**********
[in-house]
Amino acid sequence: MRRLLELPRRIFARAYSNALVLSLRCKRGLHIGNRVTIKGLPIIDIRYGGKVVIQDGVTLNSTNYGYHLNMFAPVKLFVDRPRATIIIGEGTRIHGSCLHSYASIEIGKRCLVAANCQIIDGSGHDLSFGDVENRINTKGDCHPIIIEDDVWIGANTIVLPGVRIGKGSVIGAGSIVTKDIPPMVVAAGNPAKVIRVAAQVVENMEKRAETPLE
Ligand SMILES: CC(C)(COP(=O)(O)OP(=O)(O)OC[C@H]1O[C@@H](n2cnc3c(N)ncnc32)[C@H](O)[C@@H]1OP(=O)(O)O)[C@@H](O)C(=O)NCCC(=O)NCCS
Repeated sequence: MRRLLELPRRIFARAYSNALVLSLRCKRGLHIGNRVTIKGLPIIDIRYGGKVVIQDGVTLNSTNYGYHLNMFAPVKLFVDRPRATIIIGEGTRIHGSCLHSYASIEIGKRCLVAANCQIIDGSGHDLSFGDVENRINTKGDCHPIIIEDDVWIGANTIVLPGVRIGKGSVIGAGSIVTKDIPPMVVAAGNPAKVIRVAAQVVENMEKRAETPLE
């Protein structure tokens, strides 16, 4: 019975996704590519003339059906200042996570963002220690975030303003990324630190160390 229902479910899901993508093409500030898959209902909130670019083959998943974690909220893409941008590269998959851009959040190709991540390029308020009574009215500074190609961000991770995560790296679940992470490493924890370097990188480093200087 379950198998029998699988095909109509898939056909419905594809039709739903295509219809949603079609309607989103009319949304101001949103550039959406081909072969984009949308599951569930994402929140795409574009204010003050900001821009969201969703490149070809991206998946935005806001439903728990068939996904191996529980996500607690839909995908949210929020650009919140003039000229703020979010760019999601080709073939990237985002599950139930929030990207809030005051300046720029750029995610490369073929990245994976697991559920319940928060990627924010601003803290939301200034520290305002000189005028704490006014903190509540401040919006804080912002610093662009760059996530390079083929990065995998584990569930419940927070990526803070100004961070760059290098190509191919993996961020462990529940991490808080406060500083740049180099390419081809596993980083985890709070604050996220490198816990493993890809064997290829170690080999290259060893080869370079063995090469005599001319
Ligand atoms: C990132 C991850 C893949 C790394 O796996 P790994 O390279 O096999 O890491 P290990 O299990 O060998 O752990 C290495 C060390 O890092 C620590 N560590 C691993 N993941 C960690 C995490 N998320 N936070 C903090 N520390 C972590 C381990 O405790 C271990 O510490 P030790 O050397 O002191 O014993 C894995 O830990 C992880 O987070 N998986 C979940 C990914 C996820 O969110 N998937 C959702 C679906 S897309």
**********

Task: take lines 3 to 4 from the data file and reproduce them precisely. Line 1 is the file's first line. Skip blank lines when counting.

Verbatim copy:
Ligand SMILES: CC(C)(COP(=O)(O)OP(=O)(O)OC[C@H]1O[C@@H](n2cnc3c(N)ncnc32)[C@H](O)[C@@H]1OP(=O)(O)O)[C@@H](O)C(=O)NCCC(=O)NCCS
Repeated sequence: MRRLLELPRRIFARAYSNALVLSLRCKRGLHIGNRVTIKGLPIIDIRYGGKVVIQDGVTLNSTNYGYHLNMFAPVKLFVDRPRATIIIGEGTRIHGSCLHSYASIEIGKRCLVAANCQIIDGSGHDLSFGDVENRINTKGDCHPIIIEDDVWIGANTIVLPGVRIGKGSVIGAGSIVTKDIPPMVVAAGNPAKVIRVAAQVVENMEKRAETPLE